Several years ago, I heard a pastor cite a study where they asked people how much money they would need to make to consider themselves to be “rich”. The study found that the answer varied based on the amount of money the person was currently making, with people answering fairly consistently that if they made double their current income, they would consider themselves“rich”. As I heard this, it struck me that no matter how much money we have, we’re always hungry for more. I find this applies to a lot of other areas of our life as well: career success, relationships, our possessions, etc. We’re always on an endless pursuit of having “more”.
What does this say about us? Simply put, we lack contentment. For many of us, the word contentment may have a negative connotation. When we picture someone who is content, we may think of someone who is unmotivated, directionless, even lazy. However, being content does not mean being stationary or neglecting to have goals/direction. True contentment is not at odds with being ambitious or working to achieve future goals.
So what does it mean to be content, and how can we be content while still working hard to grow and accomplish good things? I believe biblical contentment is a mixture of 3 things: thankfulness, enjoyment, and trust. Thankfulness is a mindset we have where we see what we have as an undeserved gift and are grateful to God for it. It is the opposite of envy (“I want what they have”), greed (“I can never get enough”), and entitlement (“I deserve this/that”).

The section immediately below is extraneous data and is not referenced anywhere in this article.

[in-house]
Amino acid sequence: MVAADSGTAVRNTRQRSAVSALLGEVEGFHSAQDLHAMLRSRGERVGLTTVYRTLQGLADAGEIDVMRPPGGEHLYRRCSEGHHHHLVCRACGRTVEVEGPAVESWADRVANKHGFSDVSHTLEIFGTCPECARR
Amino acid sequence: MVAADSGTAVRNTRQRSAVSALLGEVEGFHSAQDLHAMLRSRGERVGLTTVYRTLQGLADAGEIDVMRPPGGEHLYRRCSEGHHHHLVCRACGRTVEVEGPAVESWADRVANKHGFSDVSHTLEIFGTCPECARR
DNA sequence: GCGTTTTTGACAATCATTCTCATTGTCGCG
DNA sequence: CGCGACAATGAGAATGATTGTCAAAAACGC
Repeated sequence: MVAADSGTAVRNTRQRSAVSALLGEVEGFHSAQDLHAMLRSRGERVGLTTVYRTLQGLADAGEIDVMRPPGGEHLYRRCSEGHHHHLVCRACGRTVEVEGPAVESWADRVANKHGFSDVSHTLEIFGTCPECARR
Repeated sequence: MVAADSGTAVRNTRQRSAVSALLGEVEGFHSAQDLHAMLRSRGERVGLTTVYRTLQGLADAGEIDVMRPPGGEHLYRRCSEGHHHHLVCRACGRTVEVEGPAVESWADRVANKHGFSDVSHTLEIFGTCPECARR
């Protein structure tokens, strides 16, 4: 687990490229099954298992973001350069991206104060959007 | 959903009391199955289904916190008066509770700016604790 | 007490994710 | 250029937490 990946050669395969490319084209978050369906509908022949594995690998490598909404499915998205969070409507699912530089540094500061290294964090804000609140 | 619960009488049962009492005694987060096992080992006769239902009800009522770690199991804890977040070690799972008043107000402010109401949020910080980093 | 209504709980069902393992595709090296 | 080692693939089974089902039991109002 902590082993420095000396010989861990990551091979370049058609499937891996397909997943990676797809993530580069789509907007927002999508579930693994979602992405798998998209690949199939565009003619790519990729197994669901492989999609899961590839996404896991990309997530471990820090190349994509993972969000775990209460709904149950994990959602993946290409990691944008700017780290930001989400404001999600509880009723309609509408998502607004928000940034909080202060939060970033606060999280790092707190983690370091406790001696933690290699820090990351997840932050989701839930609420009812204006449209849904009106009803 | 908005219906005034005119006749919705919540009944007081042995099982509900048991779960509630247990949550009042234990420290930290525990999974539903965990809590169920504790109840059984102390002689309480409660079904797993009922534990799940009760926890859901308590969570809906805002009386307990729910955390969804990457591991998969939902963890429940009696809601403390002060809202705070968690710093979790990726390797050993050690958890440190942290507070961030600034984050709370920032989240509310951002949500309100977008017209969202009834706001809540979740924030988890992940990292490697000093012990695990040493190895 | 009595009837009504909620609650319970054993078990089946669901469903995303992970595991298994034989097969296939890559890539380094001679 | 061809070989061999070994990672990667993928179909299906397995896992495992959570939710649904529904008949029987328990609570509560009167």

The second component of contentment is enjoyment. Whereas thankfulness is a mindset, enjoyment is the activity of actually delighting in the gifts we have and the giver who provided them. While being thankful for my wife may mean thinking of her and being grateful she’s in my life, enjoyment is laughing with her and enjoying her wonderful smile; it’s the actual activity of enjoying the gift she is to me. Proper enjoyment always leads us to worship, where we marvel at God’s goodness to provide us with such a wonderful gift and enjoy him, not just his gift.
Lastly, contentment involves trust, specifically trusting in God’s provision. It is trusting that we have what we need right now, and that that we will have what we need in the future. It’s the trust that allows us to say,“what I have is enough because I trust that God would not leave me lacking anything that was for my ultimate good.” My prayer for all of us is that we can have this kind of contentment and be able to enjoy each moment God gives us.
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